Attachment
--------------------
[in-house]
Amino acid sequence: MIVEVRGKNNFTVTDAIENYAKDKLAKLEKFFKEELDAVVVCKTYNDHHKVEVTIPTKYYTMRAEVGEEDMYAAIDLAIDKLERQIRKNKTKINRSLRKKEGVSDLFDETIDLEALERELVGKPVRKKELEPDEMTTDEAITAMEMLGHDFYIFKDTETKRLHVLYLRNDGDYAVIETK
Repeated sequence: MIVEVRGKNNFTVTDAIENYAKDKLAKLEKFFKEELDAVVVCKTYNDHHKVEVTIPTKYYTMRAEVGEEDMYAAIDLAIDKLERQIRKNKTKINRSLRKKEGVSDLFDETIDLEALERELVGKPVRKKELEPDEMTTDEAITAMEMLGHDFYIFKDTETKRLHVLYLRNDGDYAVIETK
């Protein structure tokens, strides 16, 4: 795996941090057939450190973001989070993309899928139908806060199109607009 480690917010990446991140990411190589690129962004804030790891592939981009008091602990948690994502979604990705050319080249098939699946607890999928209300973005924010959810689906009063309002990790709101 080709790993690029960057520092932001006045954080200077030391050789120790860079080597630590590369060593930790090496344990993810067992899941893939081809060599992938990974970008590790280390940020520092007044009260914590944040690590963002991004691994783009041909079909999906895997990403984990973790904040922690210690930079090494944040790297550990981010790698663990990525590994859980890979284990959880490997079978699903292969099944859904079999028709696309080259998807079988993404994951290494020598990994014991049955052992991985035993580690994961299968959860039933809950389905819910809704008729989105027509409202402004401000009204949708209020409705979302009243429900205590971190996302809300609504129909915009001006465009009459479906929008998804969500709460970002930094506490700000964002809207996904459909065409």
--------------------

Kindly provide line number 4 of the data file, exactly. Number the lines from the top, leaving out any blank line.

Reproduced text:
């Protein structure tokens, strides 16, 4: 795996941090057939450190973001989070993309899928139908806060199109607009 480690917010990446991140990411190589690129962004804030790891592939981009008091602990948690994502979604990705050319080249098939699946607890999928209300973005924010959810689906009063309002990790709101 080709790993690029960057520092932001006045954080200077030391050789120790860079080597630590590369060593930790090496344990993810067992899941893939081809060599992938990974970008590790280390940020520092007044009260914590944040690590963002991004691994783009041909079909999906895997990403984990973790904040922690210690930079090494944040790297550990981010790698663990990525590994859980890979284990959880490997079978699903292969099944859904079999028709696309080259998807079988993404994951290494020598990994014991049955052992991985035993580690994961299968959860039933809950389905819910809704008729989105027509409202402004401000009204949708209020409705979302009243429900205590971190996302809300609504129909915009001006465009009459479906929008998804969500709460970002930094506490700000964002809207996904459909065409």